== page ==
Lives Across The Pond: Benjamin West
Each month, beginning this month, we will feature a person included in the Oxford Dictionary of National Biography who was either born in the United States, and made their name in the UK, or came to the US from the British Isles.
We begin with Benjamin West, born in October 1738 in Swarthmore, Pennsylvania, who became one of Hanoverian Britain’s, and America’s, most celebrated artists. West was born 268 years ago this week!
Benjamin West (1738–1820), history painter, was born on 10 October 1738 in Springfield (now Swarthmore), Pennsylvania, the tenth and youngest child of John West (1690–1776), innkeeper, and his second wife, Sarah (1697–1756), daughter of Thomas Pearson of Marple, Pennsylvania … From a young age West seems to have had an unwavering belief in his own ability and a sense that he was predestined for fame.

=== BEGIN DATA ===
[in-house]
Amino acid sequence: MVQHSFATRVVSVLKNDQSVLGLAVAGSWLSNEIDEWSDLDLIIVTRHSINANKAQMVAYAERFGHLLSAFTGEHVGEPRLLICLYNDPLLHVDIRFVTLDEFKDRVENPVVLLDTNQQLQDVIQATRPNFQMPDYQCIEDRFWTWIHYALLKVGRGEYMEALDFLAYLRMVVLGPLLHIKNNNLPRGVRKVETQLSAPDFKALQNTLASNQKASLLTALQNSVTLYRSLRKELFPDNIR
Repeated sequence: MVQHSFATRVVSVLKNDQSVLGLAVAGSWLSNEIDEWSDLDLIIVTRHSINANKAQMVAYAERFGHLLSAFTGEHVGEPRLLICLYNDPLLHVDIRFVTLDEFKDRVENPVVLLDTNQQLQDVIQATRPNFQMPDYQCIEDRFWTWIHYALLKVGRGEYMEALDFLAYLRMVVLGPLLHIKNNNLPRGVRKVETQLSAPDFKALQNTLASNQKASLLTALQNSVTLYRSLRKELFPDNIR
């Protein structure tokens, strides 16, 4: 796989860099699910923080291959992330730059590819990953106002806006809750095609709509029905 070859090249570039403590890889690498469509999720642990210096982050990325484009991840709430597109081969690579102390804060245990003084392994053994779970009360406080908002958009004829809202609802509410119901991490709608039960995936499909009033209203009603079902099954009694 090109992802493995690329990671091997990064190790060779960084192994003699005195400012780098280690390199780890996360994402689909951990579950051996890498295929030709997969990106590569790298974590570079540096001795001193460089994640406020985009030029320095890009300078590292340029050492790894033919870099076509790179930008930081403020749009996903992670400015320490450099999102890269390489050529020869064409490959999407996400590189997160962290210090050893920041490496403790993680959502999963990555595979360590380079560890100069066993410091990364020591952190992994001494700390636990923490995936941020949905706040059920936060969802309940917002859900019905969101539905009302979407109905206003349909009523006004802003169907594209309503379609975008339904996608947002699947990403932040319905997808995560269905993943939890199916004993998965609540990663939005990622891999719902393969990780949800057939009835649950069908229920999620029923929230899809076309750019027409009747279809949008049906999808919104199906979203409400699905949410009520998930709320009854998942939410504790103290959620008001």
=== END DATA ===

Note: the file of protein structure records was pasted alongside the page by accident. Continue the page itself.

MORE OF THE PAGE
… Good-natured, well-bred, and capable, West seemed easily to inspire the confidence of others. All his life he was unusually blessed with good fortune, and his arrival in August 1763 in London was no exception. He evidently expected to spend a short time there and then return to Philadelphia, but he was so well received as a self-taught prodigy who had studied in Italy, with the potential to become a great history painter in the tradition of Raphael (he was called the American Raphael by 1764), that he stayed for the rest of his life.
… West’s most famous picture, The Death of General Wolfe (1770; National Gallery of Canada, Ottawa), in the neo-classical tradition, was conceived as a history painting with the intention of morally uplifting its audience, but it is painted with the movement, drama, and more vivid colour associated with Romanticism. Furthermore, it marks a major departure in depicting a contemporary event as a highly dramatized (and therefore unusually self-conscious) history painting. Modern history painting had been attempted before, most notably by Francis Hayman, but without the impact of this picture.
In addition to this biography, the Oxford DNB also offers a free ‘Life of the Day’ sent daily to your in-box, plus a range of topical lives in our free monthly Reading Room.